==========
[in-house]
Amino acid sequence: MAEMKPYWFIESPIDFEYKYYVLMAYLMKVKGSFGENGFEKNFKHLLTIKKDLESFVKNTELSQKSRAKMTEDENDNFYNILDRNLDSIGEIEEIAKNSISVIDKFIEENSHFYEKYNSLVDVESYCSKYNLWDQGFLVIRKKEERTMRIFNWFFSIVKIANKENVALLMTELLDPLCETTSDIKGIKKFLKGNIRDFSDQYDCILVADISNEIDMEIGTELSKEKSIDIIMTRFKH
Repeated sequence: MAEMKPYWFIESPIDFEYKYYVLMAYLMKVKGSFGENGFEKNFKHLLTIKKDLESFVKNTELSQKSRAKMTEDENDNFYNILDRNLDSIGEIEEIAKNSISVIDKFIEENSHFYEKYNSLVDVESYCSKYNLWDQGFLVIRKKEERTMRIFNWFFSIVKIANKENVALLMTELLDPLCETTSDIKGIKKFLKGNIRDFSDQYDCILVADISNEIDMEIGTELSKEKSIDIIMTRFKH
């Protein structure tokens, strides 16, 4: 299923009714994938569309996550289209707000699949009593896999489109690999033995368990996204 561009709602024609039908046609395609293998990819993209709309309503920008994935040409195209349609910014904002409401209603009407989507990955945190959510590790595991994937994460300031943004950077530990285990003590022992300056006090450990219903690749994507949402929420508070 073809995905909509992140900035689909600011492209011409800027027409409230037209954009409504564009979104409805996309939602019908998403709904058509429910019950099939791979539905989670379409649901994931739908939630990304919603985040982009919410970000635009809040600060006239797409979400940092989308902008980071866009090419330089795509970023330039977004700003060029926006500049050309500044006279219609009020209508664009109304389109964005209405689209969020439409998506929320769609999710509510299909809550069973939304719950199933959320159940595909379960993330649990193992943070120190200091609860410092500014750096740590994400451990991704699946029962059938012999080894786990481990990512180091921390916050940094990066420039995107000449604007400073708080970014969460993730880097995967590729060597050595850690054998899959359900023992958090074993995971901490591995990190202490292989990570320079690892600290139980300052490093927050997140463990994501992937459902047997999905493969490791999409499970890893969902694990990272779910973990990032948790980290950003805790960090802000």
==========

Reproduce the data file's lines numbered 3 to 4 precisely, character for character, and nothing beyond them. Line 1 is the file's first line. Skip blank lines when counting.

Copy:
Repeated sequence: MAEMKPYWFIESPIDFEYKYYVLMAYLMKVKGSFGENGFEKNFKHLLTIKKDLESFVKNTELSQKSRAKMTEDENDNFYNILDRNLDSIGEIEEIAKNSISVIDKFIEENSHFYEKYNSLVDVESYCSKYNLWDQGFLVIRKKEERTMRIFNWFFSIVKIANKENVALLMTELLDPLCETTSDIKGIKKFLKGNIRDFSDQYDCILVADISNEIDMEIGTELSKEKSIDIIMTRFKH
């Protein structure tokens, strides 16, 4: 299923009714994938569309996550289209707000699949009593896999489109690999033995368990996204 561009709602024609039908046609395609293998990819993209709309309503920008994935040409195209349609910014904002409401209603009407989507990955945190959510590790595991994937994460300031943004950077530990285990003590022992300056006090450990219903690749994507949402929420508070 073809995905909509992140900035689909600011492209011409800027027409409230037209954009409504564009979104409805996309939602019908998403709904058509429910019950099939791979539905989670379409649901994931739908939630990304919603985040982009919410970000635009809040600060006239797409979400940092989308902008980071866009090419330089795509970023330039977004700003060029926006500049050309500044006279219609009020209508664009109304389109964005209405689209969020439409998506929320769609999710509510299909809550069973939304719950199933959320159940595909379960993330649990193992943070120190200091609860410092500014750096740590994400451990991704699946029962059938012999080894786990481990990512180091921390916050940094990066420039995107000449604007400073708080970014969460993730880097995967590729060597050595850690054998899959359900023992958090074993995971901490591995990190202490292989990570320079690892600290139980300052490093927050997140463990994501992937459902047997999905493969490791999409499970890893969902694990990272779910973990990032948790980290950003805790960090802000």